hike in lakes

where could we do some overnight camping on a small little trout lake in the mountains? we are going hiking and may want to stay over night. i dont care about size of fish, just i would like to catch some trout. thanks

o mykiss

Active Member
Been meaning to try this myself, but haven't. Somewhere on the WFDW web site there is a nice little article on alpine lake fishing in WA. There is a list of lakes at the end that includes the various species of trout in each lake. You might use this as a starting point.

Rob Blomquist

Formerly Tight Loops
That's one of those questions that can't be answered. There are hundereds of lakes to hike into, and an awful lot of campsites around them. Many of the high lakes that don't freeze solid have populations of trout thanks to the Hi-Lakers. All you need to do is to figure out which one you want to hike to and then go fishing there.

One place to try is www.washingtonlakes.com and check in the Alpine Lakes section. I also really like the Washington State Fishing Guides with their synopsis of what fishing is like in thouslands of places in the state. But I would start first with a decent hiking guide and see what sort of hike you really want, then see if the lake and the end supports trout.

Great idea! Most lakes with maintained trails have designated campsites and poopers. Some small areas may be restricted for rehabilitation. The decision should be made as to what sort of trout your in the mood for and how long and hard you want to hike.You can bring a raft if you want and join the alpine navy! Rainbow, brookies, cutthroat, and (rarely)golden trout are the prey. The most common around here are cutthroat.
I would recomend checking out http://www.vtrail.com , http://www.alpinejo.com and http://www.wta.org/~wta/cgi-bin/web10.pl?TripReports+tr+fr+time for starters.A minority of lakes have not been planted so look out for that. Skeeters and black flies should be expected so be prepared. Snow shouldn't be too much trouble at this point in the season.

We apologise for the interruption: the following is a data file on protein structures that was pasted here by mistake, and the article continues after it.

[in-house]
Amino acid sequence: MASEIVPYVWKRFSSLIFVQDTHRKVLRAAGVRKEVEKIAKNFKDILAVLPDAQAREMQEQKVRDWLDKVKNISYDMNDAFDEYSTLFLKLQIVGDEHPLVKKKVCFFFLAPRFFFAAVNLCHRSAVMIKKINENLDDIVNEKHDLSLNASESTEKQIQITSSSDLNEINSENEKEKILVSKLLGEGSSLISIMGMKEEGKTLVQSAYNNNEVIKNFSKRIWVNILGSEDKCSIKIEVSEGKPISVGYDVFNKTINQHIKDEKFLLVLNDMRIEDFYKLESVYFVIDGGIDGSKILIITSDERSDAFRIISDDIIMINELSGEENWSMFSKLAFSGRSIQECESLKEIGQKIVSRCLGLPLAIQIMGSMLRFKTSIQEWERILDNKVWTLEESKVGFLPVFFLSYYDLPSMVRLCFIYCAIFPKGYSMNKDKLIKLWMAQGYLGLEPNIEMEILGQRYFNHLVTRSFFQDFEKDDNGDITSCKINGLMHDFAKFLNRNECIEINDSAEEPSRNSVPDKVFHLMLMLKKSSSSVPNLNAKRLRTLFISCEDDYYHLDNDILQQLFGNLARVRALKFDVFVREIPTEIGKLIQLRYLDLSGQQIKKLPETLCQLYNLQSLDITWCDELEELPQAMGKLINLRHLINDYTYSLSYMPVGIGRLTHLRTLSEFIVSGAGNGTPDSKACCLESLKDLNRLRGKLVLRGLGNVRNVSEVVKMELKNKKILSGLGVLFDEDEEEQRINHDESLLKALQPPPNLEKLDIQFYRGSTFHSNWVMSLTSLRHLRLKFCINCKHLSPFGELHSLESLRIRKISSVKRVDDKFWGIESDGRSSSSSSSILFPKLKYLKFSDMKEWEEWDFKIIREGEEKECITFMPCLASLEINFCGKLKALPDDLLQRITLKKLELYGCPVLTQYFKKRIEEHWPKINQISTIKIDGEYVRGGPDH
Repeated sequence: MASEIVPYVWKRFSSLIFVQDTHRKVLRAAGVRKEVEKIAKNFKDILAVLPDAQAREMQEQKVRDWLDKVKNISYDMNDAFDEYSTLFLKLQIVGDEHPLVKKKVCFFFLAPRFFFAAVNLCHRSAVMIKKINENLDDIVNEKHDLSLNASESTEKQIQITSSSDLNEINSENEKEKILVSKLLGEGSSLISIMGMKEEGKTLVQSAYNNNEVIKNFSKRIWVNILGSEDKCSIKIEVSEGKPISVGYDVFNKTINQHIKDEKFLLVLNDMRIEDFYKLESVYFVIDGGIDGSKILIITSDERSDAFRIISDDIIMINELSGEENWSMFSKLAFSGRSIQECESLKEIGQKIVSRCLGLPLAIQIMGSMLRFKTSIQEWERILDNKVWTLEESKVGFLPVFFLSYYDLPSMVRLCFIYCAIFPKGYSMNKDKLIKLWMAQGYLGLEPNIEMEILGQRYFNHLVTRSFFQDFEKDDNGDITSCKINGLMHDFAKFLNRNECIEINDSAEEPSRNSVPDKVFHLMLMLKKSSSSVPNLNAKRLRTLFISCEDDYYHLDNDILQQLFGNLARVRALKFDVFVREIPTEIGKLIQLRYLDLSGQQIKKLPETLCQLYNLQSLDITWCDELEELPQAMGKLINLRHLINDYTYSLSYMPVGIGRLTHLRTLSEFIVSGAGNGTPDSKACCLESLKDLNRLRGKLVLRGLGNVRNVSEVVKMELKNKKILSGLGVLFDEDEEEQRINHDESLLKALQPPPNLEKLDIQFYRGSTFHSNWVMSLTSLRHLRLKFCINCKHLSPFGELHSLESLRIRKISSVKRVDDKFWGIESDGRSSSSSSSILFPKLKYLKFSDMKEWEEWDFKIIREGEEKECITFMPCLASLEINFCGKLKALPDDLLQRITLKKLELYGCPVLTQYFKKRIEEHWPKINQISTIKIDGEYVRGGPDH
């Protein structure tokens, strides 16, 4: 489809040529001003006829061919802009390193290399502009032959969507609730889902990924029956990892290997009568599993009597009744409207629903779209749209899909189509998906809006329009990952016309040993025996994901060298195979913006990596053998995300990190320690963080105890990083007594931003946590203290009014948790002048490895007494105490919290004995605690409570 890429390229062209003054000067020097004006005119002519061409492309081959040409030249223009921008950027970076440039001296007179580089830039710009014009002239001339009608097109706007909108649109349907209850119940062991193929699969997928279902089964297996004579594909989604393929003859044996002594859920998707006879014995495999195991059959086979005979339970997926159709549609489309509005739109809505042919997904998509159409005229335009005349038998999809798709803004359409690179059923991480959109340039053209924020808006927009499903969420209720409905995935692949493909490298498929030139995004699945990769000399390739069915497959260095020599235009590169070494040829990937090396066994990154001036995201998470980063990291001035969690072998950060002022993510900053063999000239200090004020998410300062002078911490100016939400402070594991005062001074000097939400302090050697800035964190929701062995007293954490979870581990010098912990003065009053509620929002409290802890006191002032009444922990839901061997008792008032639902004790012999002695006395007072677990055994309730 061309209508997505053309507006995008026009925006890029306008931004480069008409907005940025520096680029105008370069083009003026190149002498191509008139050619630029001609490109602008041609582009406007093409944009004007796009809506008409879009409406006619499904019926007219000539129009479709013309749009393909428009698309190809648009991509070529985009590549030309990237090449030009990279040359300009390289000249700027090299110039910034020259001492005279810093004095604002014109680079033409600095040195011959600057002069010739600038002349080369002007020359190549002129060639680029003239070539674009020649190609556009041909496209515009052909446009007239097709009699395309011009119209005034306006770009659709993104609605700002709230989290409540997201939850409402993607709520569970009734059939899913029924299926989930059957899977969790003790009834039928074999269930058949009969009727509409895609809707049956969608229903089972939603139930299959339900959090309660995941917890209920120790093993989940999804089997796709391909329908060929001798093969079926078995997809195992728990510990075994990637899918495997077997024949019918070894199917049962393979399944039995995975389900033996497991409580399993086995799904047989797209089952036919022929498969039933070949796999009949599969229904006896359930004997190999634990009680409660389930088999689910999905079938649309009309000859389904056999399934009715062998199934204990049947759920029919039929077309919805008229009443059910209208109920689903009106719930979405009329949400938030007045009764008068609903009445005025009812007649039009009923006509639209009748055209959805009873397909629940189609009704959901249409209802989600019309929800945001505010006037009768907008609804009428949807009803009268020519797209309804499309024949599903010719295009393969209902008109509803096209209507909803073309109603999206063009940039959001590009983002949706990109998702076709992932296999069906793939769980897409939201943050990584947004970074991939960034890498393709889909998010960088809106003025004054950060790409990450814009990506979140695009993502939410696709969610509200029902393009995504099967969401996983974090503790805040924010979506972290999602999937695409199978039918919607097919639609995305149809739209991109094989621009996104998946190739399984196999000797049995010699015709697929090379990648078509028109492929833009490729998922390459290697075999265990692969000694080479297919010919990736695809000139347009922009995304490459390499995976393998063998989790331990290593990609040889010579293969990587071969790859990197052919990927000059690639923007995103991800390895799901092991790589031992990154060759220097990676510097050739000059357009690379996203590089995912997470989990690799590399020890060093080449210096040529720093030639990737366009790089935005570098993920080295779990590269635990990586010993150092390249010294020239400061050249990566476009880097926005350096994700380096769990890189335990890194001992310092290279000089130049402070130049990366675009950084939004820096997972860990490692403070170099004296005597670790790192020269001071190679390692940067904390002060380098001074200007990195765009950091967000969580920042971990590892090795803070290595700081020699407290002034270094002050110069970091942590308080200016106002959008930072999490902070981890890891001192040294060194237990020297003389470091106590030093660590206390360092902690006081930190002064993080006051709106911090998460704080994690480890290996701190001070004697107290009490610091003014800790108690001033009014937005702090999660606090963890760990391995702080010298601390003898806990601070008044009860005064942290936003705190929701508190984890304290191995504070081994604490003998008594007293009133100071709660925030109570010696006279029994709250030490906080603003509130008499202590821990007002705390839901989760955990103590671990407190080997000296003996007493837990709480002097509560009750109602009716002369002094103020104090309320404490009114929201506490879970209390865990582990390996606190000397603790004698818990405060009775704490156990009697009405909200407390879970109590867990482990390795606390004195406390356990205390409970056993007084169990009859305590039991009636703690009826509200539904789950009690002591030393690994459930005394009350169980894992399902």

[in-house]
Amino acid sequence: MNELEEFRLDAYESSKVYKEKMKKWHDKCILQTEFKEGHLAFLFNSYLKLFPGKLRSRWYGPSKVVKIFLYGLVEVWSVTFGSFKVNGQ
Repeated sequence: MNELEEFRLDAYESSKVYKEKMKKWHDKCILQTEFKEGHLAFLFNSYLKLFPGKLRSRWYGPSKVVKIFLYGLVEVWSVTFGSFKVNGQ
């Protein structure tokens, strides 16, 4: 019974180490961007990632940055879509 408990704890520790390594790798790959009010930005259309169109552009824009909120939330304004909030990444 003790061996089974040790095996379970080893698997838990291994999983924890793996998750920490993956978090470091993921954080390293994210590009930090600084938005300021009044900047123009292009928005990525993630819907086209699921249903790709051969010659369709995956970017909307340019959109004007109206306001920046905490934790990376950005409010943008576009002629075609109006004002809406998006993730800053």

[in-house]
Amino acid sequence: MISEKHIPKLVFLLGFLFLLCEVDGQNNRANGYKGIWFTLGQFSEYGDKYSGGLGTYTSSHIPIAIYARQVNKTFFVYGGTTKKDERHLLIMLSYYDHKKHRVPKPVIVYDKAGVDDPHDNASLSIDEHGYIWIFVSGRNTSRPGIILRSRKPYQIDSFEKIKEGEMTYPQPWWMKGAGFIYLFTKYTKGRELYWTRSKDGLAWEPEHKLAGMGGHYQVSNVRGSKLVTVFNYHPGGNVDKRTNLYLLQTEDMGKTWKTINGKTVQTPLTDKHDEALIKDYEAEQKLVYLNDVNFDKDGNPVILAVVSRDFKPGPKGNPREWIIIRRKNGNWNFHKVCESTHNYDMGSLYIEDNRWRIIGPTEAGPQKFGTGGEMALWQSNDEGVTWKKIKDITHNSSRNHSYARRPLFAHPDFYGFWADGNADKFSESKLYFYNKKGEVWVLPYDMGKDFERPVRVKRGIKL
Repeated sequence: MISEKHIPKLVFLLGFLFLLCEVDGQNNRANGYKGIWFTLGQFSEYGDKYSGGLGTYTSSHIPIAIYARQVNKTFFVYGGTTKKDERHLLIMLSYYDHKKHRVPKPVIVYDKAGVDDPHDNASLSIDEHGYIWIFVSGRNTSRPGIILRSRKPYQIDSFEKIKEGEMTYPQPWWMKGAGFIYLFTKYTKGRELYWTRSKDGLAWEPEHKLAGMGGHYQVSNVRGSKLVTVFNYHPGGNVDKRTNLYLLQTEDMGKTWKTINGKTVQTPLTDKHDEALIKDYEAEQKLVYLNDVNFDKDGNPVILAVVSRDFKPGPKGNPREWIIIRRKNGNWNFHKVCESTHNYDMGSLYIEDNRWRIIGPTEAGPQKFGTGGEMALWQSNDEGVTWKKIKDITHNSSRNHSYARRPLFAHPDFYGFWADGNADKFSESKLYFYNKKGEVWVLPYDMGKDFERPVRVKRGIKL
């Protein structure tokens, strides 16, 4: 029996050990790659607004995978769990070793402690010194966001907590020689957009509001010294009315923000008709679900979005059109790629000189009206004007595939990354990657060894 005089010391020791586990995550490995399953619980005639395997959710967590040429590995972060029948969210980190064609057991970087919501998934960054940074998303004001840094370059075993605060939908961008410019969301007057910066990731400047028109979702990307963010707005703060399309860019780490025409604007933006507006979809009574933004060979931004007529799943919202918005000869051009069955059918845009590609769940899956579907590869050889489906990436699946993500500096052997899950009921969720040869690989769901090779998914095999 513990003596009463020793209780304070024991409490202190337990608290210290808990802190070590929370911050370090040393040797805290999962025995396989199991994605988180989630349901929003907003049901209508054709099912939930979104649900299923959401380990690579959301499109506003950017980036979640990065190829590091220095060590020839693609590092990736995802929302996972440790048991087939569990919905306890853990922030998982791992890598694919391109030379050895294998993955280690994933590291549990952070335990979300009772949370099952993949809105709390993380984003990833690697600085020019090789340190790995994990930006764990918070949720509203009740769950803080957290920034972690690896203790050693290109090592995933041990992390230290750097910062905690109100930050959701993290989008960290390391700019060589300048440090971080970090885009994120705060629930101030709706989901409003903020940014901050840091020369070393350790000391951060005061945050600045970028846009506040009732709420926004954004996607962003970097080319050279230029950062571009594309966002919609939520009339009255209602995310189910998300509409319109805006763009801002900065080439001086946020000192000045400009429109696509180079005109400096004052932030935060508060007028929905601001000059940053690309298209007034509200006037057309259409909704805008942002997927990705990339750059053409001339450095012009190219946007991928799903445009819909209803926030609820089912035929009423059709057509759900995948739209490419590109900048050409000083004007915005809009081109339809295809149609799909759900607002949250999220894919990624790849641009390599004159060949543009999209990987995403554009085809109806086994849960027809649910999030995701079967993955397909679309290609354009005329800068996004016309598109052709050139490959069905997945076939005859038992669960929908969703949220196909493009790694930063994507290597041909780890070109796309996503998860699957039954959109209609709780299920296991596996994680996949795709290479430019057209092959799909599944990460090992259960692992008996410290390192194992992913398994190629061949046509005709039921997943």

Good Luck
Glad to hear that we share a passion. Combining backpacking and fishing is just about the greatest thing that can be done. Adding a few other activities into the mix can help as well but that's another story.

Anyways, it warms my heart to see that people aren't responding to the question with "Oh yeah, head up to SuchandSuch Lake. There's huge cutts in there and you won't find anyone around! It's my favorite lake."

I don't mean to preach but when I surf through sites disclosing information on specific alpine lakes I can feel my ears warm up and a gutwrenching twisting feeling in my winter layer.

Half of the fun in this pursuit is doing a bit of research and getting inventive with available resources. I hate to see the internet making it ever so easy to find secret alpine lake fishing hotspots. Pouring over stacks of USGS maps or (even easier now) a TOPO! CD of Washington's backcountry areas or topozone.com or one those sites is like food for the soul!

I wise man once helped me out with some highlakes information but took a responsible approach. Basically, he said that he wouldn't just go and tell me which lakes had big trout or goldens in them but he said that next time he went I could come along. I think this sort of approach is a bit more responsible. Plus it always helps to increase potential fishing/hiking buddies.

We've got to remember that loose lips sink ships. Some of these lakes we love are amazing fishing because they only get fished by a dozen or so people in a summer! Give the wrong people the right info and you'll hike up to your lake and see one of those old chain stringers tied off to a log with 4 or 5 dead, gravid westslope cutthroat hens on it and a couple of smiling powerbait abusers! Or worse, the Powerbait user who's 'catching and releasing' trout with little Gamakatsu salmon egg hooks in their throats.